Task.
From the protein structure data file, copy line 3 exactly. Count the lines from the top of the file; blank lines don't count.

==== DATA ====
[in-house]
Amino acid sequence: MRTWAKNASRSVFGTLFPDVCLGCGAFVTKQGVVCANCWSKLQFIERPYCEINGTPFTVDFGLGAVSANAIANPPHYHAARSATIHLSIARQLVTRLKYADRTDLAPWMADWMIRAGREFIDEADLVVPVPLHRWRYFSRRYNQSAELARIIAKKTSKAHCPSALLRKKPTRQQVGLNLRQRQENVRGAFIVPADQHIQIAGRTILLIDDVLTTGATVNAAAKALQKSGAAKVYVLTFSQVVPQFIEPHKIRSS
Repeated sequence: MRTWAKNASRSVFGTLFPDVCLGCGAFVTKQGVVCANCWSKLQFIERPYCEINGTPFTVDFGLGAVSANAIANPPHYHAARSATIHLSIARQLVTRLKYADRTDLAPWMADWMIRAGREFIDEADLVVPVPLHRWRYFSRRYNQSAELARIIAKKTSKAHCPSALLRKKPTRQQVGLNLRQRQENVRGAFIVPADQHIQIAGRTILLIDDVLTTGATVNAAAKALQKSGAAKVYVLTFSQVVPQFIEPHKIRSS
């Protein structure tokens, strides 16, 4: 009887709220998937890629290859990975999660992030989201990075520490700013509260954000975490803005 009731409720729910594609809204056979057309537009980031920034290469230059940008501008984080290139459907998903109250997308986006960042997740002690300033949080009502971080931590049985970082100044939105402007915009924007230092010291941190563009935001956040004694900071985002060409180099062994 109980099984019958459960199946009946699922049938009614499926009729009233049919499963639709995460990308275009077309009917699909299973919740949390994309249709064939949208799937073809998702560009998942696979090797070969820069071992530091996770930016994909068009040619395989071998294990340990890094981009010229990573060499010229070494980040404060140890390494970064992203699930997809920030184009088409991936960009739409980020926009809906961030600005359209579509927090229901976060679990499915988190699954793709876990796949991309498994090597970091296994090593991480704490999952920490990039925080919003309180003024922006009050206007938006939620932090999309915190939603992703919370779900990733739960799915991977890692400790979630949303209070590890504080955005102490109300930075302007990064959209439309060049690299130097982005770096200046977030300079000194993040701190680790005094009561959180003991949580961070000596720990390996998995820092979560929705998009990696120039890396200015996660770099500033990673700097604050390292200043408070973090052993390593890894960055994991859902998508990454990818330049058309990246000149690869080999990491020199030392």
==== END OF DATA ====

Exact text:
Repeated sequence: MRTWAKNASRSVFGTLFPDVCLGCGAFVTKQGVVCANCWSKLQFIERPYCEINGTPFTVDFGLGAVSANAIANPPHYHAARSATIHLSIARQLVTRLKYADRTDLAPWMADWMIRAGREFIDEADLVVPVPLHRWRYFSRRYNQSAELARIIAKKTSKAHCPSALLRKKPTRQQVGLNLRQRQENVRGAFIVPADQHIQIAGRTILLIDDVLTTGATVNAAAKALQKSGAAKVYVLTFSQVVPQFIEPHKIRSS